Gosh, it has been so flipping long since I have blogged. I honestly forgot I had this thing for a while. It's been two years I think. And life has basically done about ten 180's since then. It's turned out good, which is good. And I'm too lazy to get in to all of that now. Maybe I will later. But for now I have to write. I have never written on this blog for anyone but myself. I write to stay sane...or some version of sane. But the published and unpublished posts were causing some issues for me, both in my marriage and in my extended family, so I stopped using it. Thankfully it is now a safe space again. So I can talk. And while most people don't get it, I honestly think that words are the most valuable thing on the planet. Without them, it is a boring place. Okay, so on to why I need to write. I need to write because I feel a lot and think a lot, and some times it is just about to cause me to burst. Tonight I am writing what I felt today.
I volunteered at the shelter today. I do this most Sundays. And today I just felt sad afterwards. I told Pat, my boyfriend, that it often feels like I've failed the kids when I am leaving. I've given them two hours of playtime, but it should be three times that. I have given them a small snack of cheese slices and milk and fruit, but it should have been a breakfast and a lunch. I have given them toys to play with, but I wish there were more pretend play items, and dress up. The kids have fun but it would be better if they had better spaces, and more room to run. It would be better if the adorable six year olds, who really want to play make believe where they are dressed up as heroes and villains, didn't have to worry about trampling the toddlers that are in the playroom too.
One of my volunteers tells me we should limit the numbers. She is right. We should. But it is almost impossible for me to do that. Because I remember. I remember having little ones of my own. And the only thing that saved me was having a break. Even if was tiny. So when a mother, who is at her wit's end, comes knocking on the playroom door, an hour in to it, with a look that tells me she is at the edge of a cliff. Her child may or may not have shoes on. This mother may or may not have eaten in the last 24 hours, or slept, or cried hard tears of despair. And I am supposed to turn her child away? Turn him away from the one chance he has that day to play with toys, since all of his were put in storage when he moved in to the shelter? Turn him away, when this may be the one opportunity to eat for the day, because it's the end of the month and the money has run out, and his mom can't get a job because she has no child care for this child?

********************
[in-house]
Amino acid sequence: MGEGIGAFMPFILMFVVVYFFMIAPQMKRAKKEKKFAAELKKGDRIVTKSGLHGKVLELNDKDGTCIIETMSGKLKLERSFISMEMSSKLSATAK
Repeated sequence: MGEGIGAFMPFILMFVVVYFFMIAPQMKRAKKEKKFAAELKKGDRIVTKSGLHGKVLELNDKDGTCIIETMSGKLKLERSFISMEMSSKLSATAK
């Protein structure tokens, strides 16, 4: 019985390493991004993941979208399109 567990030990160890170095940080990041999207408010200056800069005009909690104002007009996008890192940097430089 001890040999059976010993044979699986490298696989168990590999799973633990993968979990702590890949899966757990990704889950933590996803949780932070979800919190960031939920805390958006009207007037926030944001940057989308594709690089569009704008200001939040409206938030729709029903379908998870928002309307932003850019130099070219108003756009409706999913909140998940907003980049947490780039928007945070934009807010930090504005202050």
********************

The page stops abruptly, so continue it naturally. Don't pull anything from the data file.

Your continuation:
The child may be a pain in the neck. And those are the ones that need it the most. I am not a child psychologist. I am a social worker. I do not know all the tricks. I know a couple. And for some of the kids they work. But for other kids, they could use a team of specialists, to peer in to their little heads and see what is going on. One sweet girl struggles. And it makes sense. Her dad is in jail, and he's there for beating her. She can not see a child and not hit him or her. And then immediately feels horrible about it. She needs to be retrained. Her brain needs to be rewired. Yet her mother, who has been in the shelter for a year, or more, has never been referred to the Children's Center. She had no idea what it was. I don't blame the case workers. There are three of them for 115 families. I don't know who to blame. But I want to blame someone or something, because it eases my guilt.
It eases my guilt because I can't give these kids what they need. Nutrition, safety, stimulation, enrichment, peace. I can't do it. Instead I give them this tiny slice of time, filled with a million kids, where the goal is to have children interacting in a positive way, playing and creating, learning. But one child is yelling, and as soon as we remedy that, someone else is crying and as soon as that is attended to, someone else is struggling with the inability to share. With 38 high needs kids, the majority of whom are experiencing trauma, it is bound to happen. They are fragile. They appear tough, but they are not. And the tweens and the teens, with their special needs. And the parents. I mean, I have to compartmentalize because the lack of support is just unbelievable. It feels cruel.
I was wrong, this didn't make me feel better. But maybe I will never feel better about this. Maybe I shouldn't. It's horrid. No amount of journaling about it is going to make it better.